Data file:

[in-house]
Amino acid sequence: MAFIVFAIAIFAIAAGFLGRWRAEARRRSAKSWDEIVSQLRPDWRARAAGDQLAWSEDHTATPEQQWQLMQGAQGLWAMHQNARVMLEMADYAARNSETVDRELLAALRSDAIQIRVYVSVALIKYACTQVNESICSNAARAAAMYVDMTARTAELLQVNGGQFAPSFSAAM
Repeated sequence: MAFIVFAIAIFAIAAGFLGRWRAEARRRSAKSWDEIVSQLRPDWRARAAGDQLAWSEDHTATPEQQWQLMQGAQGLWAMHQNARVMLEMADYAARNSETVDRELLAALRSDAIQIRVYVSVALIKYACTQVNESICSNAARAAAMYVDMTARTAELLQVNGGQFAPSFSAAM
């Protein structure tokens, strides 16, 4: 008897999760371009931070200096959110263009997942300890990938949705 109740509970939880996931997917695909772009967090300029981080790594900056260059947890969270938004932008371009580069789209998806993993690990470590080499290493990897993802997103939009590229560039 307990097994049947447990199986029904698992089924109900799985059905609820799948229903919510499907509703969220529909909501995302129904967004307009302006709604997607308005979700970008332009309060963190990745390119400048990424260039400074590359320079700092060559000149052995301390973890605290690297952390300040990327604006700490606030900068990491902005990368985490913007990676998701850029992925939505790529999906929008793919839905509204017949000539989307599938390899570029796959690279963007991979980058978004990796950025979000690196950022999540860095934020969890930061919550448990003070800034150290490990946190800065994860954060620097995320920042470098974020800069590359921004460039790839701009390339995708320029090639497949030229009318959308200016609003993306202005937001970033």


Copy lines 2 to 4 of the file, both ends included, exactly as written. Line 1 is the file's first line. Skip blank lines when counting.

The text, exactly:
Amino acid sequence: MAFIVFAIAIFAIAAGFLGRWRAEARRRSAKSWDEIVSQLRPDWRARAAGDQLAWSEDHTATPEQQWQLMQGAQGLWAMHQNARVMLEMADYAARNSETVDRELLAALRSDAIQIRVYVSVALIKYACTQVNESICSNAARAAAMYVDMTARTAELLQVNGGQFAPSFSAAM
Repeated sequence: MAFIVFAIAIFAIAAGFLGRWRAEARRRSAKSWDEIVSQLRPDWRARAAGDQLAWSEDHTATPEQQWQLMQGAQGLWAMHQNARVMLEMADYAARNSETVDRELLAALRSDAIQIRVYVSVALIKYACTQVNESICSNAARAAAMYVDMTARTAELLQVNGGQFAPSFSAAM
């Protein structure tokens, strides 16, 4: 008897999760371009931070200096959110263009997942300890990938949705 109740509970939880996931997917695909772009967090300029981080790594900056260059947890969270938004932008371009580069789209998806993993690990470590080499290493990897993802997103939009590229560039 307990097994049947447990199986029904698992089924109900799985059905609820799948229903919510499907509703969220529909909501995302129904967004307009302006709604997607308005979700970008332009309060963190990745390119400048990424260039400074590359320079700092060559000149052995301390973890605290690297952390300040990327604006700490606030900068990491902005990368985490913007990676998701850029992925939505790529999906929008793919839905509204017949000539989307599938390899570029796959690279963007991979980058978004990796950025979000690196950022999540860095934020969890930061919550448990003070800034150290490990946190800065994860954060620097995320920042470098974020800069590359921004460039790839701009390339995708320029090639497949030229009318959308200016609003993306202005937001970033």